Hello World in AngularJSlink
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<html ng-app>
<head>
  <title>Hello World in AngularJS</title>
</head>
<body>

<input ng-model="name"> Hello {{ name }}

<script src="https://ajax.googleapis.com/ajax/libs/angularjs/1.2.25/angular.min.js"></script>
</body>
</html>

We going to learn about some of the main built-in directives as we go:

  • ng-app: is a directive that bootstraps AngularJS and designates the caller element as the root. It’s usually placed on <html> or <body>.

  • ng-model: is a directive that binds form elements such as input, select, checkboxes, textarea or customs ones to a property called $scope. More on $scope and data binding in the next sections, for now bear in mind that the textbox value it’s bound to {{ name }}

  • {{ name }} {{ }} are a way of binding models to elements in HTML. In the example above the ng-model name is bound to the placeholder {{ name }}. Play with the example bellow to see how the placeholder is updated real-time to whatever you type in the textbox.

Data binding AngularJS example:

See the Pen KdLaq by Adrian Mejia (@amejiarosario) on CodePen.

You might be wondering if adding this directive will make the HTML validators to complain about unknown/non-standard attributes and you are right. However, this can be solve prefixing data- to every Angular.js directive and NOT using them as Elements but attributes, classes or comments. Let’s see that in the next example and also let’s create our own directives:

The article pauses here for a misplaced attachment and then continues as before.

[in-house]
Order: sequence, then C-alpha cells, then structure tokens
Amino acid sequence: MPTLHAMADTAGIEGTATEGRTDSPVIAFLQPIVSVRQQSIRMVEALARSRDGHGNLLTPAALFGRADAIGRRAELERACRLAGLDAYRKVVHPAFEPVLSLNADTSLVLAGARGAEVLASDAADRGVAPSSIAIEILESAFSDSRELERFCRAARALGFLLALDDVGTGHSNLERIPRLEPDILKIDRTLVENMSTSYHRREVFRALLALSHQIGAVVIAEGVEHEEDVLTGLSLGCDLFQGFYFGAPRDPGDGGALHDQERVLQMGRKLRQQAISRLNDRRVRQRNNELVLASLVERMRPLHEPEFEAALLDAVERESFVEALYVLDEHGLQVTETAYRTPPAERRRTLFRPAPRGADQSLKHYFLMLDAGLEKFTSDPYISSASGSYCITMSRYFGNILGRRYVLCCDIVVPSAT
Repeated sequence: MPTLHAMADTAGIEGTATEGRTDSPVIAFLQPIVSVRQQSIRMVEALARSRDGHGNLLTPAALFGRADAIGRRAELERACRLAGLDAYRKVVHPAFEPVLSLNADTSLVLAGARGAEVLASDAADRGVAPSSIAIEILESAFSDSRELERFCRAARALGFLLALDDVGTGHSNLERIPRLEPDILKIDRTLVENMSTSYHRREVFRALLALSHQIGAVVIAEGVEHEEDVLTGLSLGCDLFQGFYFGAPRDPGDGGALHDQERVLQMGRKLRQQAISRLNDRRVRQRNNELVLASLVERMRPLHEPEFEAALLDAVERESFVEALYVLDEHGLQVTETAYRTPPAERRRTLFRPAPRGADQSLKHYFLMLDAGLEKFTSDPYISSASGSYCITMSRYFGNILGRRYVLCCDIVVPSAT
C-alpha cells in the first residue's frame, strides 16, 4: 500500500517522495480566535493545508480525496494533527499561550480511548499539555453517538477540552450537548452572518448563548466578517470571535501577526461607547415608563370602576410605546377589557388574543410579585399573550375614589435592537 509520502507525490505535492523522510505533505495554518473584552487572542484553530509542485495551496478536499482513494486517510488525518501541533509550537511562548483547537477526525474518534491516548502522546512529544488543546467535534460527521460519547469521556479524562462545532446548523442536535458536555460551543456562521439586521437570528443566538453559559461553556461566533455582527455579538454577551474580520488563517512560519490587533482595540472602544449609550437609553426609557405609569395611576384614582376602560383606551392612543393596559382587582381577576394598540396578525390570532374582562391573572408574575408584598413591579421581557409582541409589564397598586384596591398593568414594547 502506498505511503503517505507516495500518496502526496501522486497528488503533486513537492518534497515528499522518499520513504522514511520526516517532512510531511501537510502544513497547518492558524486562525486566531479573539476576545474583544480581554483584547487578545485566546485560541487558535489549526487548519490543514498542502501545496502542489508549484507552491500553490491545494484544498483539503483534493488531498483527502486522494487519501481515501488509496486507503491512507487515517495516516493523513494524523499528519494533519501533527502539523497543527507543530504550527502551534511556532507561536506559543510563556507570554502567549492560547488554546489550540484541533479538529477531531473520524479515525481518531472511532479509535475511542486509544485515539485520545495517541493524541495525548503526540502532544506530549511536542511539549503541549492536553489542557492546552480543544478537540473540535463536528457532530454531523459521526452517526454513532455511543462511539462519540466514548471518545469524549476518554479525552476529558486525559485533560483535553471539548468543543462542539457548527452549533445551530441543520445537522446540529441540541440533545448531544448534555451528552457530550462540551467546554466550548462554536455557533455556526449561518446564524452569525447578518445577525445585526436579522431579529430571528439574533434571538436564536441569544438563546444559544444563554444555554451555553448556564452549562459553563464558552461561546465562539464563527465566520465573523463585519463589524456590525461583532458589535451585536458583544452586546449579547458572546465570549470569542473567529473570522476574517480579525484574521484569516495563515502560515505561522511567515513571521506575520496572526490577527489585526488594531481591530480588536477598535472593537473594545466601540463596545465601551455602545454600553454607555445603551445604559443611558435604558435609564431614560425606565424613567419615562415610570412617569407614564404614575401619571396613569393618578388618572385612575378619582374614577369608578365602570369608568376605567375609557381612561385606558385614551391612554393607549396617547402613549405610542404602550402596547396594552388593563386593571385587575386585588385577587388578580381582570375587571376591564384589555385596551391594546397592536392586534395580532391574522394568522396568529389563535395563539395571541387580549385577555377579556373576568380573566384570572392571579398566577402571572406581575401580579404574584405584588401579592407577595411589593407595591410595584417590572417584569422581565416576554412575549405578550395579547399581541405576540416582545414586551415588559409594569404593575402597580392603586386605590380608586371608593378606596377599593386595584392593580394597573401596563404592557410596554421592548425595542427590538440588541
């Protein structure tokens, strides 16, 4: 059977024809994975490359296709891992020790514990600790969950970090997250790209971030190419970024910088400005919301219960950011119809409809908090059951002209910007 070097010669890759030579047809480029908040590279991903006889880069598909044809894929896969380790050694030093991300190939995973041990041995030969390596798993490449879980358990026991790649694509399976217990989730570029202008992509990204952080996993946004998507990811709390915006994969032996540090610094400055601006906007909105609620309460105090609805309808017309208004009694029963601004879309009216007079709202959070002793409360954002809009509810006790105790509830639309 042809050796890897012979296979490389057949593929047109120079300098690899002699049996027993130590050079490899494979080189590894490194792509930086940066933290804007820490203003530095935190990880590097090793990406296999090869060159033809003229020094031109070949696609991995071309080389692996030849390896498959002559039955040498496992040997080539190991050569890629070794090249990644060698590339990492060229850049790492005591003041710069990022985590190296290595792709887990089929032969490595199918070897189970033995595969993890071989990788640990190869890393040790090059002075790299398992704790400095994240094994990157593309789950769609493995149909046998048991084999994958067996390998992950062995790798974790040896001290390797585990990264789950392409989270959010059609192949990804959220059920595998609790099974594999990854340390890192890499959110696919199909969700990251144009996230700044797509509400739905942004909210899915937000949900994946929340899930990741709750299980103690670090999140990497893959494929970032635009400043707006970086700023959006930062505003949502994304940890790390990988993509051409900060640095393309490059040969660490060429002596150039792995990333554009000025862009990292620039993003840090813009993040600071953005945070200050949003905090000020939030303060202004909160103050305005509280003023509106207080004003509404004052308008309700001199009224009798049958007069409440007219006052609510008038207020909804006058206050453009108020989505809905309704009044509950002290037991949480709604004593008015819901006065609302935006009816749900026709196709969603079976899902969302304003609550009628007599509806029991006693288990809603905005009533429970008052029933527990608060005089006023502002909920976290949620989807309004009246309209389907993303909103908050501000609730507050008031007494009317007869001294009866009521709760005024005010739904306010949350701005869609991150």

Directive types: elements, attributes, comments and classes
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  <hello>Element</hello> Element
  <div data-hello>Attribute</div> data-Attribute
  <div hello>Attribute</div> Attribute
  <!-- directive: hello --> Comment
  <p class="hello"></p> Class
Custom AngularJS directives
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var app = angular.module('app', []);

app.directive('hello', [function () {
  return {
    restrict: 'CEMA', // C: class, E: element, M: comments, A: attributes
    replace: true, // replaces original content with template
    template: '<span><br>Hello</span>'
  }
}]);

Working example:

See the Pen varAK by Adrian Mejia (@amejiarosario) on CodePen.

If you are interested in seeing more options for directives go here.

AngularJS Data Binding

Data binding is an AngularJS feature that automatically synchronizes your model data with your HTML. That’s great because models is the “single source of truth” and you do not have to worry about updating them. Here’s a graph from docs.angularjs.org.

Whenever the HTML is changed the model gets updated and wherever the model gets updated it is reflected in HTML.

AngularJS Scope

$scope it is an object that contains all the data to which HTML is bound. They are the glue your javascript code (controllers) and the view (HTML). Everything that is attached to the $scope, it is automatically $watched by AngularJS and updated.

Scopes can be bound to javascript functions and also you could have more than one $scope and inherit from outer ones. More on this, in the controllers section.

AngularJS Controllers

Angular.js controllers are code that “controls” certain sections containing DOM elements in which they are declared. They encapsulate the behavior, callbacks and glue $scope models with views. Let’s see an example to drive the concept home: